Sunday, September 11, 2016

Clinton, Trump agree not to call each other's supporters "jackasses" on Sept. 11

WASHINGTON—(TYDN) The Donald Trump and Hillary Clinton presidential campaigns, in a tribute to this nation 15 years following the deadliest attacks on US soil, jointly agreed Sunday to commemorate 9/11 by not insulting their rival's supporters for a day, TheYellowDailyNews has learned.

The agreement follows a volley of vitriol from both campaigns that have declared supporters on each side "jackasses," "giant jackasses," and "ginormous jackasses."

In a rare sign of unity, the two candidates issued a joint statement, exclusively to TheYellowDailyNews, explaining that it wouldn't be presidential for them to demean the public on the 15th anniversary of 9/11. "But make no mistake, we'll pick up where we left off the following day," the statement said.
Illustration: DonkeyHotey, for TYDN
Presidential historians said it was the first time candidates for the Oval Office decided not to trade insults following the 2012 elections, when President Barack Obama and Mitt Romney agreed not to declare one another a "gaping jackass" on 9/11.

"What Trump and Clinton are doing is absolutely remarkable: Both are exercising extreme patriotism on this day of remembrance," Harvard University historian Lee Dilstein said in an exclusive interview with TheYellowDailyNews. "This brings up memories of the 2012 elections, when Obama and Romney put their political differences aside for the moment and stopped calling each other a 'gaping jackass' on 9/11."

Meantime, a TYDN-CNN poll released Sunday found that 99 percent of Trump supporters thought that voters supporting Clinton were "jackasses beyond belief." The same telephone survey found that 99 percent of Clinton backers believed that voters supporting Trump were "jackasses to no end."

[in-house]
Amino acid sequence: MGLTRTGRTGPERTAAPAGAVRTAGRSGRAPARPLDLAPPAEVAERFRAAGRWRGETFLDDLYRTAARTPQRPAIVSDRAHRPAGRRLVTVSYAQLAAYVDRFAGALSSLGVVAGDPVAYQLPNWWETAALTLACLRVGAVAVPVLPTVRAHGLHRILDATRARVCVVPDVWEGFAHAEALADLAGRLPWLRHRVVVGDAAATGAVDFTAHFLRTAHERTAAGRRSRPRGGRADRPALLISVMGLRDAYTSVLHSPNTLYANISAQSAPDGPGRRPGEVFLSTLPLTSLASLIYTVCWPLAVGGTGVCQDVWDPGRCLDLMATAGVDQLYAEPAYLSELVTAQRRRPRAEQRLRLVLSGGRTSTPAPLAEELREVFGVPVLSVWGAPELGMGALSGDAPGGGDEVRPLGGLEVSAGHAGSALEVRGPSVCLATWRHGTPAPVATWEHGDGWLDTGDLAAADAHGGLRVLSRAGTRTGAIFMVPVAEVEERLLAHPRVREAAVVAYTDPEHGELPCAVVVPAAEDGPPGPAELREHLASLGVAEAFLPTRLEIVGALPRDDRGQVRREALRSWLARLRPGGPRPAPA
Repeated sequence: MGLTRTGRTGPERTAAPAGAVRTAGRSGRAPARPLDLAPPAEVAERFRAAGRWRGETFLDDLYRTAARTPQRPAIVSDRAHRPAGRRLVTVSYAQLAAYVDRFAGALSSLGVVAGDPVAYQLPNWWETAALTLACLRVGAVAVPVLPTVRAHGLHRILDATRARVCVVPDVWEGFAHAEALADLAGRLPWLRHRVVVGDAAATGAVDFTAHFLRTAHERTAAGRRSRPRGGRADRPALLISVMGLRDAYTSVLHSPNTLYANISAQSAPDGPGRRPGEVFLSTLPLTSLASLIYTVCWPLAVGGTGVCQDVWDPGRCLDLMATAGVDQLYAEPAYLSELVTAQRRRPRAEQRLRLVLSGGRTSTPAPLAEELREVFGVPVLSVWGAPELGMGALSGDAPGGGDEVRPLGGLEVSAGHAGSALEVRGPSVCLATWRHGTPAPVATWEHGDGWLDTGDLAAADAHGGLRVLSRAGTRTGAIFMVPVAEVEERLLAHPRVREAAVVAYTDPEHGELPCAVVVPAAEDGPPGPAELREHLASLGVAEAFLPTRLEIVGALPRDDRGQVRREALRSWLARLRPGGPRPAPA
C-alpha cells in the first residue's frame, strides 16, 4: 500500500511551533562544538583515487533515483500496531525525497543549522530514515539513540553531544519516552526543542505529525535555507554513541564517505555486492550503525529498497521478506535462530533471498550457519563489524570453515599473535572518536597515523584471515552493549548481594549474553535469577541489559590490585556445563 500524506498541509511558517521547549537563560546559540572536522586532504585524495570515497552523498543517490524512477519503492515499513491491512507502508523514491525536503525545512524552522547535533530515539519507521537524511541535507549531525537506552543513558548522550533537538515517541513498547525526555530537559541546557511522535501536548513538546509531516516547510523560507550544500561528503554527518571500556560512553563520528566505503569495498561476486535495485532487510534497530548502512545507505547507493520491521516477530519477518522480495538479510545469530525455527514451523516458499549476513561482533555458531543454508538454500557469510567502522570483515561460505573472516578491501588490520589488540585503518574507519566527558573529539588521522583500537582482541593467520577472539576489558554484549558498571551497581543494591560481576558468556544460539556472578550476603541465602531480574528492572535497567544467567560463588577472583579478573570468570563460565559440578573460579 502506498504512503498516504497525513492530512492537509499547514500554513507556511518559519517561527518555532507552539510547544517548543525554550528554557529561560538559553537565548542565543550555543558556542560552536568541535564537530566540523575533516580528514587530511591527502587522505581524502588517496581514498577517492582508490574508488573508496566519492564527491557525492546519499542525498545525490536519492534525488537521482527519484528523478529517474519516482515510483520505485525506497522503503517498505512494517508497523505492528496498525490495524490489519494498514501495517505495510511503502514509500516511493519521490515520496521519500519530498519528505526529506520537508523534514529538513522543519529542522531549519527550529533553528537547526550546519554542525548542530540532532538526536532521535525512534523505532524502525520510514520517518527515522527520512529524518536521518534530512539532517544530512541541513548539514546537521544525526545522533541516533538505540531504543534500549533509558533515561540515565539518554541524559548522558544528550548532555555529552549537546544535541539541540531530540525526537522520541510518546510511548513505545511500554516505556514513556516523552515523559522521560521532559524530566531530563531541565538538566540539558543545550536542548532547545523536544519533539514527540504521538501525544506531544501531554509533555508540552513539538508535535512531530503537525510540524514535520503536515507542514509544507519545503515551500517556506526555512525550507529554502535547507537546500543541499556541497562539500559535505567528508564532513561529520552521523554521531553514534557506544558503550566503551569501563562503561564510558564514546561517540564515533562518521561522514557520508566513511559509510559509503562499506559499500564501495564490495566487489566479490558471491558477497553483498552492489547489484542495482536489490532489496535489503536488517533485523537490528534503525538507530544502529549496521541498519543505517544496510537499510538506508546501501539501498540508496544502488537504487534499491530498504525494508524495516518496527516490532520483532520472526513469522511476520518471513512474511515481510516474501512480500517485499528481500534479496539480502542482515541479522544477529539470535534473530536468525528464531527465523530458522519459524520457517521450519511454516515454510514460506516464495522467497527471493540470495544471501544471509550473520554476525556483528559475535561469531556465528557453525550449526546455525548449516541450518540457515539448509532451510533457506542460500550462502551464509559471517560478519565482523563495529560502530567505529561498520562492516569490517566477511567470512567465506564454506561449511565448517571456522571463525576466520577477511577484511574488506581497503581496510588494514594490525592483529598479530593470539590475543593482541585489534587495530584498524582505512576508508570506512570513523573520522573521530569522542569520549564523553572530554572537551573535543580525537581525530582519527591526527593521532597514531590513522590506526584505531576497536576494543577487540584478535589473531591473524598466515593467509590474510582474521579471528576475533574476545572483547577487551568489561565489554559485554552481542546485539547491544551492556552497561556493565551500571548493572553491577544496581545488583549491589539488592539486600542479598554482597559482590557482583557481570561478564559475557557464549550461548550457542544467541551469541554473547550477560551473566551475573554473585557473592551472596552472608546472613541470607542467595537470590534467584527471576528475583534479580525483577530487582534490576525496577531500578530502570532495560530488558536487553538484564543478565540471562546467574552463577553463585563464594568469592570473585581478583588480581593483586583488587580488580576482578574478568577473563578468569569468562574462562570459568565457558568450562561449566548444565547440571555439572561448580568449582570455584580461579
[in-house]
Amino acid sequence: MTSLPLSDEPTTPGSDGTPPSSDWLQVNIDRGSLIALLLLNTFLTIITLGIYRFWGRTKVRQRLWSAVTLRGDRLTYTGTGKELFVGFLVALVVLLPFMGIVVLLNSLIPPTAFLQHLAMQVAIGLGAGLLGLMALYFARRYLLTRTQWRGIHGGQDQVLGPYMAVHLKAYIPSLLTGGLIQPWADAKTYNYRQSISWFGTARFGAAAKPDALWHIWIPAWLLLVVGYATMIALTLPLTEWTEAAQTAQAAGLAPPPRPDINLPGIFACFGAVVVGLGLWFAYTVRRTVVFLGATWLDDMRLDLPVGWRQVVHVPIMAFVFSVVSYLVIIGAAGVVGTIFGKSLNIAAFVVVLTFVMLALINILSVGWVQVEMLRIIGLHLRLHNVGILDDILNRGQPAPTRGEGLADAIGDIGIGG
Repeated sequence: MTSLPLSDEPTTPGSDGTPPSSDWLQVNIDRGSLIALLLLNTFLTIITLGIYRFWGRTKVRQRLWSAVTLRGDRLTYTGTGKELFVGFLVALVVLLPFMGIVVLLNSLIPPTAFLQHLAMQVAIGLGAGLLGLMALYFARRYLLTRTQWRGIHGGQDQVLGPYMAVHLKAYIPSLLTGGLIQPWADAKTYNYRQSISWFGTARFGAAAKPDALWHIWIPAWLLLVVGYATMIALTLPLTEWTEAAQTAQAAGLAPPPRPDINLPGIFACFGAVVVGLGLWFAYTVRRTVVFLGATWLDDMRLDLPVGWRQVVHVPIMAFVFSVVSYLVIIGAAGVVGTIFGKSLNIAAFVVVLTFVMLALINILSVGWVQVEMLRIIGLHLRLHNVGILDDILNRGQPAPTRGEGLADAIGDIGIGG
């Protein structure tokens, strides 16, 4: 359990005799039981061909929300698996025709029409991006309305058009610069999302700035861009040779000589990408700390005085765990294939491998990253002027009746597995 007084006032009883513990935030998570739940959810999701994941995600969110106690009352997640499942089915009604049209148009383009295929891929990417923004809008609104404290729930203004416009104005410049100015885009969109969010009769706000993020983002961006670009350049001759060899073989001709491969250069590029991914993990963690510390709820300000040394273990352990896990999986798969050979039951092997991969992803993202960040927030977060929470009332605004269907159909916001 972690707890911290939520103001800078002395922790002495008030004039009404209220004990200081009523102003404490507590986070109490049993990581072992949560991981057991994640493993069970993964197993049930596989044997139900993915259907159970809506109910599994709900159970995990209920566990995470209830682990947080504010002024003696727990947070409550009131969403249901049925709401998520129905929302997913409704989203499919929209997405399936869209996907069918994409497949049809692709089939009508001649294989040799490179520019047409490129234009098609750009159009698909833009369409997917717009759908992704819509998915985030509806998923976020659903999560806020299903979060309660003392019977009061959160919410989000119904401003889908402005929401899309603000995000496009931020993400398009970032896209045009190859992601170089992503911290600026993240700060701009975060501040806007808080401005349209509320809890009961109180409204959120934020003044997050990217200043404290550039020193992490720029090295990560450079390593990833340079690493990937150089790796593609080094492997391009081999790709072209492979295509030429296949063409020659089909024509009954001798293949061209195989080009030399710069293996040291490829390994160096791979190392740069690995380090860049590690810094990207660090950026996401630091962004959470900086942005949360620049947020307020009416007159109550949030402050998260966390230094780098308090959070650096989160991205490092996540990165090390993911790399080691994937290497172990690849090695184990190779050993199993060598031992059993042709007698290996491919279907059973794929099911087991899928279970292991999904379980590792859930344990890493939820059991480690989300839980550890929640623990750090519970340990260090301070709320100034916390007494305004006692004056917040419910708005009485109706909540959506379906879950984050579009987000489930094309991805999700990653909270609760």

The survey had a 0 percent margin of error.


Thursday, September 8, 2016

Apple says it took "courage" to demand sweatshop workers build iPhones without headphone ports

SAN FRANCISCO (TYDN)— Apple marketing chief Phil Schiller said Wednesday it took "courage" for the technology giant to get enough nerve to demand that the thousands of children enslaved in China factories produce its newest iPhone without a 3.5mm audio port, TheYellowDailyNews has learned.

"The reason to move on: courage. The courage to move on and do something new that betters all of us," Schiller said onstage here at the Bill Graham Civic Auditorium, as he announced that the new iPhone 7 would not come with a headphone jack.

"We were concerned that, if the assembly line workers objected, we would have had no recourse. What could we have done? We had no more room to dock their pay," Schiller said.
Phil Schiller explains "courage"

The 7,000 members of the Apple Faithful covering the iPhone unveiling fell head over heels. After all, Schiller's comments were a clear acknowledgement that Apple was finally taking human rights seriously, analysts said.

Now that Apple is removing the headphone jack, other phone makers will likely follow suit. That's another positive development for Chinese children working 16-hour days at overseas technology factories.

"This is a really great time to be a Chinese factory worker making mobile phones. Think about how much less cancerous dust the workers will have to breathe because they won't have to drill the headphone hole," Tina Stein, a human rights monitor for Amnesty International, told TheYellowDailyNews in an exclusive interview. "Apple's adoration for its factory workers takes my breath away."

Other analysts contacted by TheYellowDailyNews agreed—that Apple's decision to remove the headphone jack can only be good for assembly line workers.

"Apple has always been a leader, and now it is leading the charge for protecting the thousands of children who are slaving away building Apple products in dangerous conditions," technology analyst Jon Crackstein said in an exclusive interview with TheYellowDailyNews. "Let there be no mistake, this is likely to reduce the suicide rate of Apple assembly line workers at the Foxconn sweatshops by 6.79 percent, or more."

Still, other analysts told TheYellowDailyNews that Apple's decision will increase employment opportunities for overseas factory workers. That's because Apple is moving from an open standard to a closed one when it comes to how headphones plug into its iPhone—in this instance via the charging port instead of a headphone jack.

"Think of all the new headphones everybody is gonna have to buy now," Smith-Barney analyst Anita Bornstein told TheYellowDailyNews in an exclusive interview. "Sure, Apple makes magical devices. But all of these new headphones aren't going to be built by magic. This is all about job creation."
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